Types of Tourism

Beach tourism

Many tourists spend their holidays on beaches. They relax, go bathing or just enjoy the salty sea breeze and the ocean. Spending holidays on beaches has had a long tradition for over one and a half centuries.

Winter tourism

Winter tourism started out in the middle of the 19th century when wealthy Europeans went to St. Moritz and other alpine resorts. In Europe and in the American Rockies skiing resorts attract millions of people every year. Various lifts bring skiers to altitudes of over 3,000 meters.

Medical tourism

People go to other countries for medical treatment and operations. Irish women, for example, go to the UK because abortions are forbidden in their country. West Europeans go to Eastern Europe for dental treatment. Americans go to Mexico for plastic surgery and other operations.

Educational tourism

Young people live as exchange students in other countries, where they go to school and study the language and culture of the host country.

Sports tourism

An increasing number of sports fans travel to places where special events are being held. The Olympic Games and world championships attract visitors from around the world.

Package Holidays

Organized tours were started in the middle of the 19th century by a British businessman, Thomas Cook. Package tours are made up of travel to and accommodation at the destination. A tourist agency often provides everything from a plane flight to a rental car. Sometimes such package tours offer a combination of beach holidays and sightseeing trip.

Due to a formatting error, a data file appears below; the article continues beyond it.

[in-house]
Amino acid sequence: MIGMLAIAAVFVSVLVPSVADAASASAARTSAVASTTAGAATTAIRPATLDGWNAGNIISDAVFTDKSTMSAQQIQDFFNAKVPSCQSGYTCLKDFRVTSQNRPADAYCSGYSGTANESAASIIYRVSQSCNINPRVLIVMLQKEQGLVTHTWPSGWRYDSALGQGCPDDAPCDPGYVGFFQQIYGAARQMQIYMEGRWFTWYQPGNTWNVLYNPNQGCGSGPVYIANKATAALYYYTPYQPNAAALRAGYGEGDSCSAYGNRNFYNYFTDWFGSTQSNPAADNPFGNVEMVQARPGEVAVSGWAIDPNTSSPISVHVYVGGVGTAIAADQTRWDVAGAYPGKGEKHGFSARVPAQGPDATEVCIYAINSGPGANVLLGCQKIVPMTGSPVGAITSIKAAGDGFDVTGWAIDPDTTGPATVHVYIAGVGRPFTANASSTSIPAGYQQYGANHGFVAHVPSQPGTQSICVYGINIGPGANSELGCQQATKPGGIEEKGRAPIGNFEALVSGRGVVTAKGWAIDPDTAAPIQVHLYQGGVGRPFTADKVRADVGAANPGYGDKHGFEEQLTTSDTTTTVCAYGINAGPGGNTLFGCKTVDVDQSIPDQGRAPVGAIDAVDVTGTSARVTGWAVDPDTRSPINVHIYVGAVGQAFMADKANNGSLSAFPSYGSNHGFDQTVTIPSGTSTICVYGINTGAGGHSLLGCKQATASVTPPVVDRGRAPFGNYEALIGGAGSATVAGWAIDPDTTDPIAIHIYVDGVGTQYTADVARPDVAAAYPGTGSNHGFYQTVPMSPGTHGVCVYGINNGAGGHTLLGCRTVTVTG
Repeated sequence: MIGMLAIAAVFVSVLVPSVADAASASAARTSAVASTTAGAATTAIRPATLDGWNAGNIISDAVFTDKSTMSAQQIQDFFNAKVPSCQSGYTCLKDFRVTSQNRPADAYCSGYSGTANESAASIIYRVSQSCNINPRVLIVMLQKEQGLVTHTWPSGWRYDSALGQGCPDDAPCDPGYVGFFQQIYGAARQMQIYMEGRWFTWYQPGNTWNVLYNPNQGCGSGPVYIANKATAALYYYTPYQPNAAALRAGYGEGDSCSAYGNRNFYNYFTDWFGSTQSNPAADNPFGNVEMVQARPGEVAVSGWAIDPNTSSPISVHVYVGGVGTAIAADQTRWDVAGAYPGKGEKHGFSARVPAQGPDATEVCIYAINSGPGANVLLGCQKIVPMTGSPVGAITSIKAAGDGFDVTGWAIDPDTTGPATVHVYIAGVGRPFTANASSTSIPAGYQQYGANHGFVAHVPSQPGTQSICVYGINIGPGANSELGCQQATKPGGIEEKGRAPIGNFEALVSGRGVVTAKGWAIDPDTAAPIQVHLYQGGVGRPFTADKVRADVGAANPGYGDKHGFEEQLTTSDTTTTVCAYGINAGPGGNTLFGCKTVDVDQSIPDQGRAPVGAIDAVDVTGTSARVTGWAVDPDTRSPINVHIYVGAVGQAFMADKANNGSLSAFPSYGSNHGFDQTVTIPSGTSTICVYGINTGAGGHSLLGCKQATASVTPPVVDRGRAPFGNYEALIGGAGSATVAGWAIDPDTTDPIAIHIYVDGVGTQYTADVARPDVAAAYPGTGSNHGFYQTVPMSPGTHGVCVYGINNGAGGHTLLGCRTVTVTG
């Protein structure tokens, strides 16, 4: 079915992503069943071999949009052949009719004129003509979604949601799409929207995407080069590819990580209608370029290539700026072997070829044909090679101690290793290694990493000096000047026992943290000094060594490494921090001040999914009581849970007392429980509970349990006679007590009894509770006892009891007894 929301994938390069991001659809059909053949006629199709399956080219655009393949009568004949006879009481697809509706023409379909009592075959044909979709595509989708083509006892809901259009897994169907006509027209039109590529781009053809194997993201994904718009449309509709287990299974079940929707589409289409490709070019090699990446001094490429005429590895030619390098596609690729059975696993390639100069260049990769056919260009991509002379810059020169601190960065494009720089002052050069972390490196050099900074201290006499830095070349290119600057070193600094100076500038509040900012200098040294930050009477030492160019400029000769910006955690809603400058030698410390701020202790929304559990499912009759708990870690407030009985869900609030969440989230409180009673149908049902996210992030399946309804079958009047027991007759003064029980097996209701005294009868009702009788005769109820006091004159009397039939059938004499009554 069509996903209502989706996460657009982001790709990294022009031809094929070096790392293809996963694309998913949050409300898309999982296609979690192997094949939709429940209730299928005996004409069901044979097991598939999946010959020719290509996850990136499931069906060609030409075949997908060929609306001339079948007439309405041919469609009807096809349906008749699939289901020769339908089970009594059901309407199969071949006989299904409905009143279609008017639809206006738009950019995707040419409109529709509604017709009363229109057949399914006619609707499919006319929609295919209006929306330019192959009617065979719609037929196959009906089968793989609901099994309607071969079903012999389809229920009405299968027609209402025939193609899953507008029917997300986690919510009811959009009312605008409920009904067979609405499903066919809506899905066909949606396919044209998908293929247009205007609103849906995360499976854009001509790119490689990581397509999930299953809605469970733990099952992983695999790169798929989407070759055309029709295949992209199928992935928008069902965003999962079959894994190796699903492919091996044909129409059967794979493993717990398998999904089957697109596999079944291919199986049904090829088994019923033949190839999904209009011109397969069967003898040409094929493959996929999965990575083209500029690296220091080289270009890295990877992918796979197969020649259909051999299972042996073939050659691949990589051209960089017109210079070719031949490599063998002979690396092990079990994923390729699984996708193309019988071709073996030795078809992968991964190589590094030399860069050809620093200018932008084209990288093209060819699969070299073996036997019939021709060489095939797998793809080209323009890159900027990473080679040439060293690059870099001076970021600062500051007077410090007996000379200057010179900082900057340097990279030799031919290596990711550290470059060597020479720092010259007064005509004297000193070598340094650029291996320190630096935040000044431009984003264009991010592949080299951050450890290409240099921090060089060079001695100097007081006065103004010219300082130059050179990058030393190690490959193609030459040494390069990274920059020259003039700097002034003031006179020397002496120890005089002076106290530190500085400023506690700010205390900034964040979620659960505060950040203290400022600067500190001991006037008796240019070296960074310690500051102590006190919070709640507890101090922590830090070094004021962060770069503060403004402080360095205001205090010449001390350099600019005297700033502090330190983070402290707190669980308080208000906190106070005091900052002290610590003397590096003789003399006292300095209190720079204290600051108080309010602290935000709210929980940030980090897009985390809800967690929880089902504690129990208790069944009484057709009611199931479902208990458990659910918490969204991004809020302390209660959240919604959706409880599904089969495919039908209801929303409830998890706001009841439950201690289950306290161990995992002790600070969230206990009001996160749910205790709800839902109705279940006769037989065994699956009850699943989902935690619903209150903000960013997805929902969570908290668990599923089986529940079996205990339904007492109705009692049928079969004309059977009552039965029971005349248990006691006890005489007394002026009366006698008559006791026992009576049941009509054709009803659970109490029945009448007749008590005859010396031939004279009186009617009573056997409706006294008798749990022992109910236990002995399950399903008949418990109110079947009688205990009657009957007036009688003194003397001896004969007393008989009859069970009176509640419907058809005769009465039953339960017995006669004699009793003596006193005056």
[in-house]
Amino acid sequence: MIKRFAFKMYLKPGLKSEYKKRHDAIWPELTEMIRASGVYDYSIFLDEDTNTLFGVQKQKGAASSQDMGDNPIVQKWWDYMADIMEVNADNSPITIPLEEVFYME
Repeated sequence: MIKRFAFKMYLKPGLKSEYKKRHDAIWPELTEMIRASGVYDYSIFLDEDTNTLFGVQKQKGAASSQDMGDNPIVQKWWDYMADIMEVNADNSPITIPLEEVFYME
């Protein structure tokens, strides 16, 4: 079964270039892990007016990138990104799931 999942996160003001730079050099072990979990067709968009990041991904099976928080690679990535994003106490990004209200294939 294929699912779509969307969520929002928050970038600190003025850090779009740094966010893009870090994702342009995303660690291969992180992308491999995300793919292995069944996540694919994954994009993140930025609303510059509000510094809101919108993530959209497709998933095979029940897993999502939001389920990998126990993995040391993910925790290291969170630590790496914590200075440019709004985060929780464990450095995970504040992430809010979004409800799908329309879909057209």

Spa Tourism

Spas have been popular since Roman times. In 16th century Britain, Bath became the center of spa tourism for the rich population. During the 19th century spas emerged all over Europe. Today people go to spas for the healing effect of mineral waters as well as for wellness treatment, massages, steam baths and other services.

Adventure tourism

In the past few decades trips to faraway exotic places have become popular. Tourists looking for thrilling activities go mountaineering, rafting, trekking , or even to remote places in the rainforest.

Religious tourism

Religious tourists go on pilgrimages to holy sites. Roman Catholics, for example, travel to Lourdes, Fatima or the Vatican in Europe. Muslims are required to go to Mecca at least once in their lifetime. Varanasi , on the banks of the Ganges River, is the spiritual capital of the Hindus.


Recently many people have chosen a type of tourism that does not damage the environment. They avoid travelling by plane or do not buy souvenirs that are made out of endangered plants and animals. Some holiday offers give tourists the chance to take part in environmental projects.

Rafting on a wild river

Relaxing in a spa

Mountain biking in winter

On a pilgrimage in northern Spain